Sunday, July 19, 2020

16th Sunday of Ordinary Time: John Paul I's legacy

Readings and Homily from morning Mass today celebrated by Fr Richard in Ss Joseph and Francis Xavier

16th Sunday of Ordinary Time: John Paul I's legacy

Those of you who are more senior than me will no doubt remember Pope John Paul I – known as the “smiling pope” (incidentally whose cause for canonisation is still ongoing). I imagine it will have been a great shock on 28 September 1978 to learn of his death – only 33 days into his papacy.

There’s a story of that day which is handed down to generations of students at the English College in Rome where I trained for the priesthood. Apparently, on hearing the news early in the morning, one of the more senior students thought he’d better tell the Rector. Knocking on his door, the student said: “Fr Rector – the pope is dead!” After a few moments the response came which was something like: “Go back to bed you stupid boy – that was last month!” “No – the new pope is dead,” the student replied.

We might wonder why, in God’s plan, did we have such a short papacy? I’m speculating – but perhaps the Lord wanted John Paul I (Albino Luciani) to remind the Church and the world of just one (or rather three) important things. Because after his first (introductory) Wednesday audience, unbeknown to him, he had just three more - and he chose to give Catechises on faith, hope and love: the theological virtues. We prayed at the beginning of this Mass in the Collect for the Lord to increase the gifts of His grace in us, “that made fervent in hope, faith and charity” we “may be ever watchful in keeping [His] commands.”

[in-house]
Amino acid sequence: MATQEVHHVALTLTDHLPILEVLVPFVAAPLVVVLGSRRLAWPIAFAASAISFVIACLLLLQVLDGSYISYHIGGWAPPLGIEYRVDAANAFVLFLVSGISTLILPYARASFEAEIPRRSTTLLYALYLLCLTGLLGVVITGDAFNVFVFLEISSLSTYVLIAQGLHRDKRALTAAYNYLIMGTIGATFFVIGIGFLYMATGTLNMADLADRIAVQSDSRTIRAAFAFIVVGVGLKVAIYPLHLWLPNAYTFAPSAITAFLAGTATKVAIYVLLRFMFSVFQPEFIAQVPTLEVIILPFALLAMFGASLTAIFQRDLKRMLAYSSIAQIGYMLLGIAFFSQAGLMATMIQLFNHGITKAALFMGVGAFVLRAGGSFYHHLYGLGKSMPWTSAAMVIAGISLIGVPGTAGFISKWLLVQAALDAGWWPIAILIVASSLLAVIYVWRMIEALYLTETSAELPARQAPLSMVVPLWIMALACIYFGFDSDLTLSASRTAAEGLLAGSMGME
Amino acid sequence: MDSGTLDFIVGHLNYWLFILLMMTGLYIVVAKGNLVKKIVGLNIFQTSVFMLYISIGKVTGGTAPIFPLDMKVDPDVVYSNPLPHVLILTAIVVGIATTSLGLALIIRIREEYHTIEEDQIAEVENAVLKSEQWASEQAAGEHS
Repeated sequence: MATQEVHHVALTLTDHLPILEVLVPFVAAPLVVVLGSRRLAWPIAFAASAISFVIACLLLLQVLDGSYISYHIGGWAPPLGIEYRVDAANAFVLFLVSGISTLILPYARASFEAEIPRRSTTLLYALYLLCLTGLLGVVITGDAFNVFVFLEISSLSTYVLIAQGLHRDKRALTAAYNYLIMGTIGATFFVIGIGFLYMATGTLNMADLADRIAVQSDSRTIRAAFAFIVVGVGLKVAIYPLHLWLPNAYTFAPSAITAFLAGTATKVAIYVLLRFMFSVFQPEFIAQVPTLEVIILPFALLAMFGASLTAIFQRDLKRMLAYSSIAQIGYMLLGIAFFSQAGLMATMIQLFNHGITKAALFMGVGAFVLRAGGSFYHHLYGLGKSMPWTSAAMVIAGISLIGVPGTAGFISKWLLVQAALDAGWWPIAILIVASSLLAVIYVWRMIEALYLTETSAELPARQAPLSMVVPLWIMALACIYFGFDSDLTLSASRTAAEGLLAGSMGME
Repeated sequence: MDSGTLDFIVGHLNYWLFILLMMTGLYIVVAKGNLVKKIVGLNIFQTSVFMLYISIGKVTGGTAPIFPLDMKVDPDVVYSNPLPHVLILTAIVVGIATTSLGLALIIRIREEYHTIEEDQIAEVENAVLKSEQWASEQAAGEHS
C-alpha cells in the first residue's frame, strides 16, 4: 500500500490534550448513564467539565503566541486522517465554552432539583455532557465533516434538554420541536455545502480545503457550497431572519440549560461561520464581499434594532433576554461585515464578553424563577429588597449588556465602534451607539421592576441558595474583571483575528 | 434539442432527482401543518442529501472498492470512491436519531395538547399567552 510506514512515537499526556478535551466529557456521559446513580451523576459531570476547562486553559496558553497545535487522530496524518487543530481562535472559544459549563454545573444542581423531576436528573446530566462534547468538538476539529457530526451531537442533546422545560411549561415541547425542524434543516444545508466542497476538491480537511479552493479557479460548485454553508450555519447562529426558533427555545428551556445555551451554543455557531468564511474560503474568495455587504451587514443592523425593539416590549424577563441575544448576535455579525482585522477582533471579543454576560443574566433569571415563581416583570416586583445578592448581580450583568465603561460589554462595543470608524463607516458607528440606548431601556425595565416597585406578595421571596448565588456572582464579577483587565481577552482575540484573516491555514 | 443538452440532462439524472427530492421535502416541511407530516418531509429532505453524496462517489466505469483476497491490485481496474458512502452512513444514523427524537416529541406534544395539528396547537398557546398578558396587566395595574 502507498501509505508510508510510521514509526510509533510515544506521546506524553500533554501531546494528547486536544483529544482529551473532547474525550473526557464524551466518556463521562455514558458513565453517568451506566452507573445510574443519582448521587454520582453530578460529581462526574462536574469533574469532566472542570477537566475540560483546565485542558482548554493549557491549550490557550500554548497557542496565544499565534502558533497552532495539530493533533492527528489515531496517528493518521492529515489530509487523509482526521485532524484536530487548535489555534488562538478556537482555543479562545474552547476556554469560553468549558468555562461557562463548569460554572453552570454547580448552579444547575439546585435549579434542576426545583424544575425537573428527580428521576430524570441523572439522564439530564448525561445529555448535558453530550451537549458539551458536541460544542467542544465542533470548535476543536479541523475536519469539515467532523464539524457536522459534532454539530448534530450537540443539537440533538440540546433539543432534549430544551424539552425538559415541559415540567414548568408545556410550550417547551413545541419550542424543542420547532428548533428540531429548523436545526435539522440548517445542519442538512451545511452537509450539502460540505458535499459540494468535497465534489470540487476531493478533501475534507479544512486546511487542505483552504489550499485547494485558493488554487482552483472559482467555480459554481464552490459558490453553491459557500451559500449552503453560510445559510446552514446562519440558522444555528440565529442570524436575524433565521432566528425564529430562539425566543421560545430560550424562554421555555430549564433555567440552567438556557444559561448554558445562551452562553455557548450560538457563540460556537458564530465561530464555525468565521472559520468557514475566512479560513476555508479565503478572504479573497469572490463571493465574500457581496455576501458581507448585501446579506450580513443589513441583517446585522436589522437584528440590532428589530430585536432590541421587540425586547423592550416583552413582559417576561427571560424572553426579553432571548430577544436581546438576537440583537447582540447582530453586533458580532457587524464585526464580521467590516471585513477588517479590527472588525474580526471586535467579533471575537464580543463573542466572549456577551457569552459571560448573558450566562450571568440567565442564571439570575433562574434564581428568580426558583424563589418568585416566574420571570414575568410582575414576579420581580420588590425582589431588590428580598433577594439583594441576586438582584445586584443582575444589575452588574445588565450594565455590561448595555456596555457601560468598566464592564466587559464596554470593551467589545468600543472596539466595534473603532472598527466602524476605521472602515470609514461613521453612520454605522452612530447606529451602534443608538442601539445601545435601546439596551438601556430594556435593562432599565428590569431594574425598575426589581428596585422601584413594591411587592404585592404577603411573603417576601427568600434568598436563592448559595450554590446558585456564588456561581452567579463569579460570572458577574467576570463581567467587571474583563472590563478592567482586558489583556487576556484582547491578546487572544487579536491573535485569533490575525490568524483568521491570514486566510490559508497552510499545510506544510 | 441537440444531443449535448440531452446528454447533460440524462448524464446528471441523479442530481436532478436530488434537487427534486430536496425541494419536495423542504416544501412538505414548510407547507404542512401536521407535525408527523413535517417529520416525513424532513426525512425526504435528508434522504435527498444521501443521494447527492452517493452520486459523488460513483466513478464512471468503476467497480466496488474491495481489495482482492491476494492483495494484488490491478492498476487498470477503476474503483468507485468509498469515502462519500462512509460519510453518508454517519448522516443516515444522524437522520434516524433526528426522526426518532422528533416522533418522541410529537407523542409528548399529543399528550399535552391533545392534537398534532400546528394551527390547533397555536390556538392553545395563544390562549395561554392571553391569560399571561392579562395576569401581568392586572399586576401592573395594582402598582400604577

The three theological virtues were given as a gift by God to us at our baptism. By living them, we come into a relationship with the Holy Trinity. We cannot live without them. They are those habits by which we do the good. Interestingly, in the Catechism of the Catholic Church the virtues are explained before the Ten Commandments are. That’s because to stand any chance of living God’s law, we first need to grow in virtue – especially in these three.

Faith – the virtue by which we commit our entire selves to God, by which we believe in Him and the things He has revealed to us. Hope – by which we desire “the kingdom of heaven and eternal life as our happiness, placing our trust in Christ's promise…”[1]
And charity, the greatest of the virtues, “by which we love God above all things for his own sake, and our neighbour as ourselves for the love of God.”[2]

If we grow in these virtues we will be like the wheat in today’s Gospel producing a good harvest amid the darnel (the evil in our world). To cultivate faith, hope and love will result in us shining like the sun in the world today and in the Kingdom of our Father.

[1] CCC 1817
[2] CCC 1822

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